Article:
“Hands that Talk,” Friend, Mar. 2012, 18–19
My name is Isabelle, and I’m 11 years old. I live in Riverton, Utah. If you come to my house you might notice that my family does some things a little differently than other families. If my mom wants to get our attention, she turns the lights on and off. We use a videophone to make all our calls. And you’ll never hear us raise our voices. This is because most of my family members are deaf—and so am I.
Being deaf means I can’t hear. Instead of using my voice to talk, I use my hands to sign words. My mom, dad, and older brother are deaf, and my older sister is hard of hearing. When my mom learned that there weren’t a lot of helps for children who are deaf or hard of hearing, she helped start a school for those children. Now I go to that school. My classmates and I like learning and doing the same things that other kids do in school.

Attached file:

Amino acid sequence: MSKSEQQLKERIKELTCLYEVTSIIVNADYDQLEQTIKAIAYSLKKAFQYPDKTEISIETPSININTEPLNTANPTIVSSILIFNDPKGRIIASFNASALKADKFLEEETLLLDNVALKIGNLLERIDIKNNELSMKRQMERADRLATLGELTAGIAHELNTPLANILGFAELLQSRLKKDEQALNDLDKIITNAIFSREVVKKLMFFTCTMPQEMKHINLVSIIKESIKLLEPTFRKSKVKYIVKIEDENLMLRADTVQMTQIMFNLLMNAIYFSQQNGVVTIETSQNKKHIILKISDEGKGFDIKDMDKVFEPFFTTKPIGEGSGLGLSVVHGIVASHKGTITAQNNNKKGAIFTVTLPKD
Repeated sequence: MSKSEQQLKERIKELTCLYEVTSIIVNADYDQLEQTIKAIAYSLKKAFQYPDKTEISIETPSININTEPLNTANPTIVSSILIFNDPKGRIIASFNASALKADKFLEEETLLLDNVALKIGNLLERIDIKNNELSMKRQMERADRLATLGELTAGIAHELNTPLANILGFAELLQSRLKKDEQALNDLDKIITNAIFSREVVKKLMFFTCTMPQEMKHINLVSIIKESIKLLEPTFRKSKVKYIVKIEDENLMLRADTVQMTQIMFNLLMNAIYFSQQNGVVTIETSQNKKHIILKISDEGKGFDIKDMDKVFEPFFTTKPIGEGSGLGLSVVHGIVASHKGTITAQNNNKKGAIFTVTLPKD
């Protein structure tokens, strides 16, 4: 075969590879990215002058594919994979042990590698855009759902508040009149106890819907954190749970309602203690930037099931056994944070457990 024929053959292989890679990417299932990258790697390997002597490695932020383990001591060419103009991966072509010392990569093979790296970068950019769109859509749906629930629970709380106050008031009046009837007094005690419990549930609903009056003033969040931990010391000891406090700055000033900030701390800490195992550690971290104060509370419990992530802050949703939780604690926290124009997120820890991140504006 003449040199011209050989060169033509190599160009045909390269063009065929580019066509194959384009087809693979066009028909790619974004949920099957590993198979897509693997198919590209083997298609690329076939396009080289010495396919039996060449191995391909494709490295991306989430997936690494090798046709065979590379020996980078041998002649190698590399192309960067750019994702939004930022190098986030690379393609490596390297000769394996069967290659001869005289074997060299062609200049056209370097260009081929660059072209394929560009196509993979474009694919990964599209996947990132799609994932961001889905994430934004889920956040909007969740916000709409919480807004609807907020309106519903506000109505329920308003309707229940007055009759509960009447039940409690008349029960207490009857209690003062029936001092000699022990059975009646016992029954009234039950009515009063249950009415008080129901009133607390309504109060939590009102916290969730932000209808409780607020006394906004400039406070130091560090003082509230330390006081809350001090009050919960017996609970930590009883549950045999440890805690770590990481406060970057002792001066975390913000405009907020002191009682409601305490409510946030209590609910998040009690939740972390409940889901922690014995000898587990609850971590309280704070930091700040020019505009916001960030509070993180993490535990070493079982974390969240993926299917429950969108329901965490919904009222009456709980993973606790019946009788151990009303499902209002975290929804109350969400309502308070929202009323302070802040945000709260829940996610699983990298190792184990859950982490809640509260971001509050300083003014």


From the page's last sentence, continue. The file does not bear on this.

When I’m not in school I like to jump on the trampoline, draw, and read novels. I also like to take things apart and put them back together.
Speaking of taking things apart, one summer I helped take shingles off my uncle’s roof. It took a long time, and I was tiredby the end! Another time I helped paint a playhouse. I got paint splatters all over my shirt. Now I like wearing the shirt because it reminds me of all my hard work.
I like being in a family that can talk using sign language. When we talk about our day, we give all our attention to the person who is signing. I’ve learned that showing respect and caring for each other’s needs are very important.